Do the labels of compressed gas cylinders have to bear any of the statements required by the container and containment labeling requirements, specifically the refillable container type statement or residue removal language for cleaning the containers prior to final disposal?
Yes. The labels of compressed gas cylinders must bear a “container type” statement required by § 156.140 but are not required to bear residue removal instructions. The 2008 amendments exempt products that are gaseous at atmospheric temperature and pressure from the residue removal requirements for both nonrefillable containers and refillable containers (40 CFR §156.144(e)). Compressed gas cylinders that are refillable containers (defined in 40 CFR § 165.3) must include on the label a refillable container type statement from 40 CFR 156.140(b), such as “Refillable Container. Refill this container with [common chemical name] only. Do not reuse this container for any other purpose.” However, registrants may request a modification to or exemption from this requirement (40 CFR §§ 156.140(c)).
Are fiber drums with plastic bag liners considered “rigid”?
No. For the purposes of the container and containment regulations, fiber drums with plastic bag liners are not "rigid" containers because the immediate container that the pesticide itself is in contact with is the flexible bag liner. Therefore, these types of containers containing a solid dilutable pesticide would not need to bear the triple rinse statements from 40 CFR § 156.146, provided that they are not refillable containers, as defined in 40 CFR § 165.3.
However, please note that if these containers are intended to be refilled for sale or distribution, then they would need to bear residue removal language appropriate for refillable containers, per 40 CFR § 156.156. Existing container disposal statements from PR Notice 83-3 likely would fulfill this requirement.
What does "rigid" mean?
By rigid containers, EPA means containers that have definite retained shape and form and that are self-supporting. Examples of rigid containers are plastic jugs and metal containers. A more detailed description of rigid container can be found in EPA's response to comments document for the 2006 final rule, which is in the docket for the pesticide container and containment rule. (Go to Regulations.gov, docket identification number EPA-HQ-OPP-2005-0327, document EPA-HQ-OPP-2005-0327-0021, pages 100-101.)
What does “dilutable” mean?
Dilutable means that the pesticide product’s labeling allows or requires the pesticide product to be mixed with a liquid diluent prior to application or use. This definition appears in 40 CFR §§ 156.3 and 165.3, as well as in the nonrefillable container residue removal standard in 40 CFR § 165.25(f)(1).
What does “refillable” mean?
“Refillable container” means a container that is intended to be filled with pesticide more than once for sale or distribution. The registrant determines whether a container is intended to be refilled for sale or distribution (in which case it is a refillable container) or if it is not intended to be refilled for sale or distribution (in which case it is a nonrefillable container) and implements its decision by labeling the container appropriately. This decision also would impact packaging design, packaging material, and distribution and marketing plans.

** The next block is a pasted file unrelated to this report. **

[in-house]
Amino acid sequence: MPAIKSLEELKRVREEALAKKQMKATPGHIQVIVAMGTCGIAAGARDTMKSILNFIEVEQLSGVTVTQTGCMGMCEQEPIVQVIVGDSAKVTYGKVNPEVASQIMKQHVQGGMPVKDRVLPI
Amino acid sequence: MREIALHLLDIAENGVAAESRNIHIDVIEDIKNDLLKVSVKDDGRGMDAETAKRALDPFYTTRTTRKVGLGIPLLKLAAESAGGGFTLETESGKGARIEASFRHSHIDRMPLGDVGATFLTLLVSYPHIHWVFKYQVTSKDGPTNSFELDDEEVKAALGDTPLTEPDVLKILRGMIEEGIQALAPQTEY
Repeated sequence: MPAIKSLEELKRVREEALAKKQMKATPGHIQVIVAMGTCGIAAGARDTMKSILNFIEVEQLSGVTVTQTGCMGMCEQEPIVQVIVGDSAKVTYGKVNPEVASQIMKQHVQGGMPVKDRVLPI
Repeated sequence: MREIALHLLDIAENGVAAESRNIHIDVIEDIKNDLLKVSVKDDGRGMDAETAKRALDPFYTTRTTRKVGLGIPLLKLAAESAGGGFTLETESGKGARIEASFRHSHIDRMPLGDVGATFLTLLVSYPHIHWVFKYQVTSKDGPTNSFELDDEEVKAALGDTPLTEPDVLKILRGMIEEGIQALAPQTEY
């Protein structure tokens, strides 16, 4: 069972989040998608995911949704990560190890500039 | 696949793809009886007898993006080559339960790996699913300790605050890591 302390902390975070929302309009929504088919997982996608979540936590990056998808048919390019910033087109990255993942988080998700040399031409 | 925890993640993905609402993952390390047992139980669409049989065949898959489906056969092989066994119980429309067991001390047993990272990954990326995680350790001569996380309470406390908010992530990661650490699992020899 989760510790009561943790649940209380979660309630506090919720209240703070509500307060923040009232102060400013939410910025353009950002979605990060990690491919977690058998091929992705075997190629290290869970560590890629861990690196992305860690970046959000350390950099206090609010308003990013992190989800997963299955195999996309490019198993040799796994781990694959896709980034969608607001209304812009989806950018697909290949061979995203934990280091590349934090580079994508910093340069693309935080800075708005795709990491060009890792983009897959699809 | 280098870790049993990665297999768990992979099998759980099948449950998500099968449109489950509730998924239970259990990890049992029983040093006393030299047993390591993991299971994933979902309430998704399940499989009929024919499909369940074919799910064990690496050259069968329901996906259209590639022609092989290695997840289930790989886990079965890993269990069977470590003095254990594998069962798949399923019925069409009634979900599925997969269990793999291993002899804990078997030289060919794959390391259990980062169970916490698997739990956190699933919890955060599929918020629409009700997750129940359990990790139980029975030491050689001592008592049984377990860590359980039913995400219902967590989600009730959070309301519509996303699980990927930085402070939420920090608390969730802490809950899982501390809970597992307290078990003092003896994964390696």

What about household products with instructions for refilling, such as spray bottles? Are these considered refillable containers?
No. Since these products are intended to be filled with pesticide more than once for use, but not for sale or distribution, these are not subject to the refillable container requirements of the container and containment regulations. For these types of products, the Agency provided alternate language about reuse in 40 CFR § 156.140(a)(2)(iii). If this alternate language is not appropriate for the product, the registrant can suggest modifications to the reuse statements or request an exemption from the reuse statement according to 40 CFR § 156.140(c).
What does “suspension concentrate” mean?
Suspension concentrate is defined in 40 CFR § 165.3 as a stable suspension of solid particulate active ingredients in a liquid intended for dilution with water before use. In the original 2006 rule, EPA had used the term “flowable concentrate”, with much the same definition. In the 2008 amendments, the Agency replaced the term “flowable concentrate” with “suspension concentrate” because it more accurately describes the formulation type intended. Suspension concentrate is defined in 40 CFR § 165.3 as a stable suspension of solid particulate active ingredients in a liquid intended for dilution with water before use.
How should a product that is packaged in multiple container types and/or sizes comply with the container and containment labeling requirements in 40 CFR § 156.140 - § 156.159 and described in PR Notice 2007-4?
Each pesticide product must bear storage and disposal statements appropriate for its container. The registrant may submit separate labels for each container type and/or size, or may submit a single label with alternative storage and disposal statements. A label submitted for EPA review that bears alternative statements must indicate the circumstances in which each statement would appear on a final container label. For example, a registrant could provide that circumstance information in italics or brackets. The proposed labels will be reviewed by the appropriate Product Manager or the Notification Team and approved if acceptable.
How should a product that has both residential uses and non-residential uses be handled?
For products with both household and non-household uses, the registrant must include both sets of storage and disposal statements on the label submitted to the Agency for approval. The registrant should indicate on the submitted label the circumstances in which each statement would appear on a final, printed label.
If registrants choose the phrase "Clean container promptly after emptying" from 40 CFR § 156.146(a)(1), are triple rinse instructions still required?
Yes, per the requirements in § 156.146(b) and as described in 40 CFR § 156.146(a).
Does the label language required by the container and containment regulations and repeated in PR Notice 2007-4 replace the "pesticide storage" and "pesticide disposal" language in the "Storage and Disposal" section of a pesticide label?